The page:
High-profile independent retailer Jonathan James has installed a controversial fingerprint ID system in one of his stores in a bid to combat underage sales.

The Spar and Budgens retailer, who is also vice chairman of the Association of Convenience Stores, has introduced the technology, called OK ID, in his Spar store in Chatteris, Cambridgeshire. Shoppers who are asked for ID are given the option of having their fingerprint scanned so the next time they buy an age-restricted product in the store, they don't have to show ID but simply place their finger on the scanner instead.

The system has come under criticism in the past for being too 'Big Brother', although it only records a fingerprint in binary code and cannot be used for any other means.

"Customers either love it or hate it and we have, predictably, had an element of negativity," admitted James. "However, staff are continually telling customers about the system. The key to the success of the machine is the way staff sell it to the customer."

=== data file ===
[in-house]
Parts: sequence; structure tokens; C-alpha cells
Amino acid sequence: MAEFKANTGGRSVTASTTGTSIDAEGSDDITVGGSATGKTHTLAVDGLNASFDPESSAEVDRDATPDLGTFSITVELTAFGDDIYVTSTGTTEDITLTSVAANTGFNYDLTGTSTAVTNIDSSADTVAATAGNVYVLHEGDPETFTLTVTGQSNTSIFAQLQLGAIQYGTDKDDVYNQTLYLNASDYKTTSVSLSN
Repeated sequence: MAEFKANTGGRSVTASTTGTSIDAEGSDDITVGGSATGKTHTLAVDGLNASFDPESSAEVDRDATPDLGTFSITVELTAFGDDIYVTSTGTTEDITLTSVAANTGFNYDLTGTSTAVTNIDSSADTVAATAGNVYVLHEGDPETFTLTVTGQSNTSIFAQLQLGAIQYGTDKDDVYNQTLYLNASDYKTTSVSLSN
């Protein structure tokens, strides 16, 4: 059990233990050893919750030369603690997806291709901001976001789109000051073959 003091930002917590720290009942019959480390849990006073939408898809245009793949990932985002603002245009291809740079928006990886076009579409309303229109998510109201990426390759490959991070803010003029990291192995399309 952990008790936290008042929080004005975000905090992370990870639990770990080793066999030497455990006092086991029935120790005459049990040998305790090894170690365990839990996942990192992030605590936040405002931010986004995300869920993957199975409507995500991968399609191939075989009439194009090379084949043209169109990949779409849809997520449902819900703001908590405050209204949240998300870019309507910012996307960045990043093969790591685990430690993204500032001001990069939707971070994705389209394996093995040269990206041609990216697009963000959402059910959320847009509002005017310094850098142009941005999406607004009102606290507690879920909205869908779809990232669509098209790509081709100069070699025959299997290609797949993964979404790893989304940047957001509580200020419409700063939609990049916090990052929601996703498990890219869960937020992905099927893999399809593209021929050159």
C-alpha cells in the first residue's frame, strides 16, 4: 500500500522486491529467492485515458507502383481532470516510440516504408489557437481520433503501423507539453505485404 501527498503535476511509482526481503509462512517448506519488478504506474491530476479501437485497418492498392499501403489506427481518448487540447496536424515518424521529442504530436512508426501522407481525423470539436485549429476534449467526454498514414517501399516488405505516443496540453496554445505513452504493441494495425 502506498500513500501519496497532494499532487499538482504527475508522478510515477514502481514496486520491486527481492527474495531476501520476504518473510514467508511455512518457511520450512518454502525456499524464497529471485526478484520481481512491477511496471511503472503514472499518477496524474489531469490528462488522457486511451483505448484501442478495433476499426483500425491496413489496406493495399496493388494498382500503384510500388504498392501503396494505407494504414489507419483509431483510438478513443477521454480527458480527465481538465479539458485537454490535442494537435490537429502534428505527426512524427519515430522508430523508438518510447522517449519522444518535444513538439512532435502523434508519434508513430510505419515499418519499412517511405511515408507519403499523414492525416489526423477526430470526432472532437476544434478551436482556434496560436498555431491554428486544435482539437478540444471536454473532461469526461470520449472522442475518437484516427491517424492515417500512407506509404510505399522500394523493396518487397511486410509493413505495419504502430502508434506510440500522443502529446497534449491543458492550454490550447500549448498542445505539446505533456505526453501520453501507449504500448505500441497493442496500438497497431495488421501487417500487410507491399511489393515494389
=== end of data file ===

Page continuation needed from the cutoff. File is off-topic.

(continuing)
He added that the system was attracting "local loyalty" from customers fed up with having to repeatedly show their ID in other stores. Within a week of installing the system, 38 customers had registered and it had been used 86 times for ID purposes.

"I believe any equipment that can be used to help retailers with age-related sales must be looked at and therefore decided to trial it," said James. "I have already recommended the system to my colleagues and we will be rolling it out to other sites."

Spar is supportive of the system, which was on show at a recent Spar retailers meeting. It has also been adopted by a number of other Spar retailers.

Budgens owner Musgrave Retail Partners GB said it wasn't aware of OK ID, but was "supportive of any system that helped combat underage sales". However, last year it forced a Budgens retailer to ditch a facial recognition system that kept a record of every person who tried to buy age-restricted products.